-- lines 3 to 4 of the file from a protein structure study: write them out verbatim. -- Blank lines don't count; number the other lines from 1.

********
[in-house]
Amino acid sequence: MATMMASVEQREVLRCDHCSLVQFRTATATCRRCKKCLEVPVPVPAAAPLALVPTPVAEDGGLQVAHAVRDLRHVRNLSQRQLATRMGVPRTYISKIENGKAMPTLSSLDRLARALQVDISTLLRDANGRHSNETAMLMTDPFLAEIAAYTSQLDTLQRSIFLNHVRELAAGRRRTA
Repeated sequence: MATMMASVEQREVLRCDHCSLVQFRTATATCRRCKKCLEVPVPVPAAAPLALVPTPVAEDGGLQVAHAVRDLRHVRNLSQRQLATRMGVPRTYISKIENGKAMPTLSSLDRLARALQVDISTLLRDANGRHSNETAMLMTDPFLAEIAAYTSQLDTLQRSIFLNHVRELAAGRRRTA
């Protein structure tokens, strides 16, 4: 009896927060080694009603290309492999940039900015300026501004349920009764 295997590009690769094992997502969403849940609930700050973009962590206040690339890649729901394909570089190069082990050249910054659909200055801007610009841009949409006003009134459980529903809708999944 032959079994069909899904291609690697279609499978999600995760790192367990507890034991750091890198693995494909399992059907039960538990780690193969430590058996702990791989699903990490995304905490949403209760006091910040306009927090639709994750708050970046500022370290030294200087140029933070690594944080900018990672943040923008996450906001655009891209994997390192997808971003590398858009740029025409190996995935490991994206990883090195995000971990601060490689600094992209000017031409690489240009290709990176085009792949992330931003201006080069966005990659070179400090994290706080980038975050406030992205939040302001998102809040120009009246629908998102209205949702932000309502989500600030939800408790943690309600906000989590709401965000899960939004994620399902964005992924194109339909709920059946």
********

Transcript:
Repeated sequence: MATMMASVEQREVLRCDHCSLVQFRTATATCRRCKKCLEVPVPVPAAAPLALVPTPVAEDGGLQVAHAVRDLRHVRNLSQRQLATRMGVPRTYISKIENGKAMPTLSSLDRLARALQVDISTLLRDANGRHSNETAMLMTDPFLAEIAAYTSQLDTLQRSIFLNHVRELAAGRRRTA
């Protein structure tokens, strides 16, 4: 009896927060080694009603290309492999940039900015300026501004349920009764 295997590009690769094992997502969403849940609930700050973009962590206040690339890649729901394909570089190069082990050249910054659909200055801007610009841009949409006003009134459980529903809708999944 032959079994069909899904291609690697279609499978999600995760790192367990507890034991750091890198693995494909399992059907039960538990780690193969430590058996702990791989699903990490995304905490949403209760006091910040306009927090639709994750708050970046500022370290030294200087140029933070690594944080900018990672943040923008996450906001655009891209994997390192997808971003590398858009740029025409190996995935490991994206990883090195995000971990601060490689600094992209000017031409690489240009290709990176085009792949992330931003201006080069966005990659070179400090994290706080980038975050406030992205939040302001998102809040120009009246629908998102209205949702932000309502989500600030939800408790943690309600906000989590709401965000899960939004994620399902964005992924194109339909709920059946």